BHP’s tenacious CEO faces third strike in Potash deal

By James Regan

SYDNEY (BestGrowthStock) – Three strikes and you’re out?

For the third time in as many years, Marius Kloppers, the South African chief of BHP Billiton, faces another setback in his daring quest to find new avenues of growth for BHP.

The Fulbright scholar, whose idea of a good time is watching cricket on television with his children, might have a fight on his hands as speculation grows he may soon be forced to go.

“For a lot of people, Potash is seen as make or break for him because nothing big has been acquired on his watch,” said an Australian mining executive with another company who did want to be quoted on the record talking about Kloppers.

“Still, he guided BHP through the financial crisis with great acumen and that’s got to count for something,” he said.

Kloppers is known for his tenacity and others who have had dealings with him say he would go down swinging. As an 18-year-old conscript in South Africa’s war in Angola, he reportedly carried his heat-stricken German Shepard through the desert rather than let him die.

“The fat lady hasn’t sung yet,” said Andrew Pyle, a wealth advisor at Scotia McLeod in Canada. “It’s not over,” Pile said referring to BHP’s chances to keep its bid on the table.

Kloppers, 47, will be under more pressure to finally launch a share buyback as he comes to terms with the Canadian government’s decision on Wednesday to block BHP’s $39 billion takeover of Potash Corp.

“Marius Kloppers is going to be pretty frustrated,” said Cameron Peacock, an analyst at IG Markets in Melbourne.

The buyback is something investors have long called for and could endear him once again with shareholders sour over Klopper’s push to acquire the Saskatchewan fertilizer company.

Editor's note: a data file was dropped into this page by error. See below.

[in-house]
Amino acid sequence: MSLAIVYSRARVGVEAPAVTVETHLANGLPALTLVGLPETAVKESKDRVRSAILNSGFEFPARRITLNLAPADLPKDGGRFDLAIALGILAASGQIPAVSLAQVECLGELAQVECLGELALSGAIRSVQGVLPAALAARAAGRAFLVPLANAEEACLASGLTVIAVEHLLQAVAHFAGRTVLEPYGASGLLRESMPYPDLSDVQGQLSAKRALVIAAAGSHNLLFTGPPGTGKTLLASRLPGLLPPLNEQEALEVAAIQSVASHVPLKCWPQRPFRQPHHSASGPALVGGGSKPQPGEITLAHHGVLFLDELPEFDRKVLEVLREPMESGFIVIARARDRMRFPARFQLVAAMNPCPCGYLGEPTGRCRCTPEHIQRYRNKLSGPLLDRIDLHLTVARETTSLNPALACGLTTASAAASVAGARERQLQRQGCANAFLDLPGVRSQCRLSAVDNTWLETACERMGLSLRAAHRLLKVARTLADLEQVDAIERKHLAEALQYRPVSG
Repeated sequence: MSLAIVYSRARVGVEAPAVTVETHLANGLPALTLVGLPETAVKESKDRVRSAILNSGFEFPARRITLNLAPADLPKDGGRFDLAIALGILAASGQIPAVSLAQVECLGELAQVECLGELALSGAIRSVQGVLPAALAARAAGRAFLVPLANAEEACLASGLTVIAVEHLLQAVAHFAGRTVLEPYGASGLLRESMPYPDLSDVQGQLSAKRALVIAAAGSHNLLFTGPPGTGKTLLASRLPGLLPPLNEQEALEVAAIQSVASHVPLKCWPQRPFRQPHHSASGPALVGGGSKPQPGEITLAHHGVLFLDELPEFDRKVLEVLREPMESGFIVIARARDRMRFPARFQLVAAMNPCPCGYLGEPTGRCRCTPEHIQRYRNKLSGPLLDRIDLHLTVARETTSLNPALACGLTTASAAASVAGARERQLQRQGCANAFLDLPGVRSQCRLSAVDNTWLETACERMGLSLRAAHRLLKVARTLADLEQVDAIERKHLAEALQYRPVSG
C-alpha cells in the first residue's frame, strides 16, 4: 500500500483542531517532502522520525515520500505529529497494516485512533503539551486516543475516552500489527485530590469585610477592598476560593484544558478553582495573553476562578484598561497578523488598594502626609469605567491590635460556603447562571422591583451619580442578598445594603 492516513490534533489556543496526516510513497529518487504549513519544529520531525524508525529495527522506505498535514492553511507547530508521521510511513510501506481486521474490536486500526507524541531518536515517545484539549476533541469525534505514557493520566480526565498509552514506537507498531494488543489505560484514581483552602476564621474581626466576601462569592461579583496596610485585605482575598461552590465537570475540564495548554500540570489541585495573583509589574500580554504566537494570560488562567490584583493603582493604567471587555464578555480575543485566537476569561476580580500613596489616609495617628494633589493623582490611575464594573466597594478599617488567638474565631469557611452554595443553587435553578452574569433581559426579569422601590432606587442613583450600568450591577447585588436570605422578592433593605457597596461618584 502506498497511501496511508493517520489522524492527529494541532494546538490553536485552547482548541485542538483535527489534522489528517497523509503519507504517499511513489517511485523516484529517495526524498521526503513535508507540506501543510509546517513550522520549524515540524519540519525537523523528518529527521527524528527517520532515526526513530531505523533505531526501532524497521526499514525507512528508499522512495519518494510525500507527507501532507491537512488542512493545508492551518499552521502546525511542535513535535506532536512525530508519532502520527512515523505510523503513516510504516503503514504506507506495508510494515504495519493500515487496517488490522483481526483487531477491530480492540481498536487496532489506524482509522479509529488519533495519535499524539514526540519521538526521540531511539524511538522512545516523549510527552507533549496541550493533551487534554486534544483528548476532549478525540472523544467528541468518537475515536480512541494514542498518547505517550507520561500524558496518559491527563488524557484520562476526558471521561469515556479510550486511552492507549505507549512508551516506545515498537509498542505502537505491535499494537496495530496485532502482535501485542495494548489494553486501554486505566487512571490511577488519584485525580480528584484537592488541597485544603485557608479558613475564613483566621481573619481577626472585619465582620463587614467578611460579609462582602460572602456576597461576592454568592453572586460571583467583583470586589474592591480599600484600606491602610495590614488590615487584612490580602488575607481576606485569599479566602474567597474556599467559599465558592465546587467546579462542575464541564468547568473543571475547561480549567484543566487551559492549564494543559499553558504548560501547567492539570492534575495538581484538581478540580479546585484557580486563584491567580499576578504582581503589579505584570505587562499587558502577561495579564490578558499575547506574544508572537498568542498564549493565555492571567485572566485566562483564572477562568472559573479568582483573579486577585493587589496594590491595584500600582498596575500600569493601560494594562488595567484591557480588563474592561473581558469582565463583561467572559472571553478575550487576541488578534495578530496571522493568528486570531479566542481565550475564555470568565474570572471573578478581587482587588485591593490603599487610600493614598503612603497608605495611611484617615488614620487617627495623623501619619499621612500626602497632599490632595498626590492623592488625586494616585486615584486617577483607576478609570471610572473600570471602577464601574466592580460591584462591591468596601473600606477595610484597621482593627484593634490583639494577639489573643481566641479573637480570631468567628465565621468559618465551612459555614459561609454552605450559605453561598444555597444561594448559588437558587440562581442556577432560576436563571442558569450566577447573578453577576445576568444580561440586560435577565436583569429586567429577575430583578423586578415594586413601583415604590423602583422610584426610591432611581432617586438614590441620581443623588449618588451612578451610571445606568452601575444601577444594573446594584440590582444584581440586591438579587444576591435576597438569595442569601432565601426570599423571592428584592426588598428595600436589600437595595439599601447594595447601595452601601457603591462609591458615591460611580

“It is hard for them (BHP) to deploy their money,” Evy Hambro, head of mining investments for BHP’s largest shareholder, Blackrock Inc told Reuters recently [ID:nSGE69Q07O]. “What is available to them is their own shares.”

Early in his tenure at the helm of BHP, a diversified mining house known as the “Big Australian,” Kloppers launched an audacious but ultimately mistimed play for rival Rio Tinto just before the global credit crisis hit commodities markets in 2008.

If the deal had succeeded it would have been the second-largest takeover in corporate history.

After that, Kloppers attempted a $116 billion merger of BHP and rival Rio Tinto’s vast iron ore businesses, infuriating steel mills which buy the ore and leading competition regulators on three continents to reject it.


Canada blocked BHP’s bid, saying it would not benefit the nation and offered only the slimmest of chances of accepting a modified offer.

Ottawa has given BHP 30 days to revise the offer and show how it would provide benefits to the country.

Some think this gives Kloppers one more swing. Others counter the 30-day rule is a mere formality and that the deal is dead.

In pursuing Potash, Kloppers is betting an increasingly hungry world will pay dearly for the super-fertilizer ingredient potash, first employed in 14th-century Ethiopia and sought after by farmers worldwide.

About 150 countries use potash for their crops, but it is only produced in about a dozen.

Although it has explored for potash, BHP has yet to produce any. Potash on the other hand, commands a 20 percent share of global potash capacity. The biggest profits in commodities come from suppliers with the largest production runs, which is why Kloppers is trying on Potash for size.

Kloppers, who turned vegetarian after a steady diet of fish and meat school lunches in apartheid South Africa, criticizes developed countries for hoarding food and using sugar cane, palm oil and other food crops to manufacture biofuels.

“I think biofuels are a selfish way for the West to placate itself and to basically impose the cost on the developing world,” Kloppers told the Age newspaper in Australia.

“We are making hundreds of millions of people worse off with biofuels because it’s pushing up food prices.”

(Editing by Anshuman Daga)

BHP’s tenacious CEO faces third strike in Potash deal